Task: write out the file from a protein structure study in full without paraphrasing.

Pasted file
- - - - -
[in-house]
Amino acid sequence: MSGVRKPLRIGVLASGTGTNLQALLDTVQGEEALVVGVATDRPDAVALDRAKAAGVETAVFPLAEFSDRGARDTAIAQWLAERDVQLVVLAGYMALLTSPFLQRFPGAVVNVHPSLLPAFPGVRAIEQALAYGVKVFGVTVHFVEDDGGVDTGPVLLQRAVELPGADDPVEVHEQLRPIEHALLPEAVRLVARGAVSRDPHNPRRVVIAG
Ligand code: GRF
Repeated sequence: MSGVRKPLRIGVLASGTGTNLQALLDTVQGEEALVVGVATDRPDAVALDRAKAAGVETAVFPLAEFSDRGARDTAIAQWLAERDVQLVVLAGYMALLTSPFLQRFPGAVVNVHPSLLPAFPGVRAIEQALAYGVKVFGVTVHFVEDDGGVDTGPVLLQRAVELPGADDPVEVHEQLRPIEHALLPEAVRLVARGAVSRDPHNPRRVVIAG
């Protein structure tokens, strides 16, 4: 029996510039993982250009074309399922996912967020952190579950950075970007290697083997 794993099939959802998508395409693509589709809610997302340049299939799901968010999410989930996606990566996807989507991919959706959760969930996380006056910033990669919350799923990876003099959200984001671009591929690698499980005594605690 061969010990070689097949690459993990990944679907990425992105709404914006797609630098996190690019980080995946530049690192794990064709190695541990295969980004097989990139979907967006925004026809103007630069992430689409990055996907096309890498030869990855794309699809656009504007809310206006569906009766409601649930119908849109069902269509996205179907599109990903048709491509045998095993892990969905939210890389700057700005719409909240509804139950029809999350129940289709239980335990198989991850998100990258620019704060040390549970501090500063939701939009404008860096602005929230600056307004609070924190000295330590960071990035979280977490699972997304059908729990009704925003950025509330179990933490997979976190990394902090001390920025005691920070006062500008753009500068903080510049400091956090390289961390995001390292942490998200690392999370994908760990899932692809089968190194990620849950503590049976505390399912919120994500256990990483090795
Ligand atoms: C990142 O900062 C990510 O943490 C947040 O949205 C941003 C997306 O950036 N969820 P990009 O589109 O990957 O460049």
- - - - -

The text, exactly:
[in-house]
Amino acid sequence: MSGVRKPLRIGVLASGTGTNLQALLDTVQGEEALVVGVATDRPDAVALDRAKAAGVETAVFPLAEFSDRGARDTAIAQWLAERDVQLVVLAGYMALLTSPFLQRFPGAVVNVHPSLLPAFPGVRAIEQALAYGVKVFGVTVHFVEDDGGVDTGPVLLQRAVELPGADDPVEVHEQLRPIEHALLPEAVRLVARGAVSRDPHNPRRVVIAG
Ligand code: GRF
Repeated sequence: MSGVRKPLRIGVLASGTGTNLQALLDTVQGEEALVVGVATDRPDAVALDRAKAAGVETAVFPLAEFSDRGARDTAIAQWLAERDVQLVVLAGYMALLTSPFLQRFPGAVVNVHPSLLPAFPGVRAIEQALAYGVKVFGVTVHFVEDDGGVDTGPVLLQRAVELPGADDPVEVHEQLRPIEHALLPEAVRLVARGAVSRDPHNPRRVVIAG
């Protein structure tokens, strides 16, 4: 029996510039993982250009074309399922996912967020952190579950950075970007290697083997 794993099939959802998508395409693509589709809610997302340049299939799901968010999410989930996606990566996807989507991919959706959760969930996380006056910033990669919350799923990876003099959200984001671009591929690698499980005594605690 061969010990070689097949690459993990990944679907990425992105709404914006797609630098996190690019980080995946530049690192794990064709190695541990295969980004097989990139979907967006925004026809103007630069992430689409990055996907096309890498030869990855794309699809656009504007809310206006569906009766409601649930119908849109069902269509996205179907599109990903048709491509045998095993892990969905939210890389700057700005719409909240509804139950029809999350129940289709239980335990198989991850998100990258620019704060040390549970501090500063939701939009404008860096602005929230600056307004609070924190000295330590960071990035979280977490699972997304059908729990009704925003950025509330179990933490997979976190990394902090001390920025005691920070006062500008753009500068903080510049400091956090390289961390995001390292942490998200690392999370994908760990899932692809089968190194990620849950503590049976505390399912919120994500256990990483090795
Ligand atoms: C990142 O900062 C990510 O943490 C947040 O949205 C941003 C997306 O950036 N969820 P990009 O589109 O990957 O460049």